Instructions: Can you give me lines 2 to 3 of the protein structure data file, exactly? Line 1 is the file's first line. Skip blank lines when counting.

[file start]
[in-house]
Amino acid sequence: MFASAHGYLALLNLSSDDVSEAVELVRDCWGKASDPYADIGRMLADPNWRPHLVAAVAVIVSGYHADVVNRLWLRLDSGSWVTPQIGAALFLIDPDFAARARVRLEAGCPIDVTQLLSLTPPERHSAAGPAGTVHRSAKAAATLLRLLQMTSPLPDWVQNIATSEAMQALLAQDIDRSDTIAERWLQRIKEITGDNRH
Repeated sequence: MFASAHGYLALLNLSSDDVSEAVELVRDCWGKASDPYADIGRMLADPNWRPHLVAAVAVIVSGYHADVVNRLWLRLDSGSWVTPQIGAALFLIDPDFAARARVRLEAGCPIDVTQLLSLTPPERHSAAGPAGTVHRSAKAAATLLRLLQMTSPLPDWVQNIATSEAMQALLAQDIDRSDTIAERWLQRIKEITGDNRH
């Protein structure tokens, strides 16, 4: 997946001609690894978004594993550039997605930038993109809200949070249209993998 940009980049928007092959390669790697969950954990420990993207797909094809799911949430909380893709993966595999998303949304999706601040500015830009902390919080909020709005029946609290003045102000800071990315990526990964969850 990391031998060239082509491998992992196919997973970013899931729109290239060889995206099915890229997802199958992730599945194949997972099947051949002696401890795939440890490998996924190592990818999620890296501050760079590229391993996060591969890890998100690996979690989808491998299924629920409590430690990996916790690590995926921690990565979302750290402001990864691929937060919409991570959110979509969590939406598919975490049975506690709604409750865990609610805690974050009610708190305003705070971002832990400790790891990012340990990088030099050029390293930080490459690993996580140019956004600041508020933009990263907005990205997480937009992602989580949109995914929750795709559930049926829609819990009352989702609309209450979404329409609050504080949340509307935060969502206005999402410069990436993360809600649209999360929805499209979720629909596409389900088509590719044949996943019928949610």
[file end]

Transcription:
Amino acid sequence: MFASAHGYLALLNLSSDDVSEAVELVRDCWGKASDPYADIGRMLADPNWRPHLVAAVAVIVSGYHADVVNRLWLRLDSGSWVTPQIGAALFLIDPDFAARARVRLEAGCPIDVTQLLSLTPPERHSAAGPAGTVHRSAKAAATLLRLLQMTSPLPDWVQNIATSEAMQALLAQDIDRSDTIAERWLQRIKEITGDNRH
Repeated sequence: MFASAHGYLALLNLSSDDVSEAVELVRDCWGKASDPYADIGRMLADPNWRPHLVAAVAVIVSGYHADVVNRLWLRLDSGSWVTPQIGAALFLIDPDFAARARVRLEAGCPIDVTQLLSLTPPERHSAAGPAGTVHRSAKAAATLLRLLQMTSPLPDWVQNIATSEAMQALLAQDIDRSDTIAERWLQRIKEITGDNRH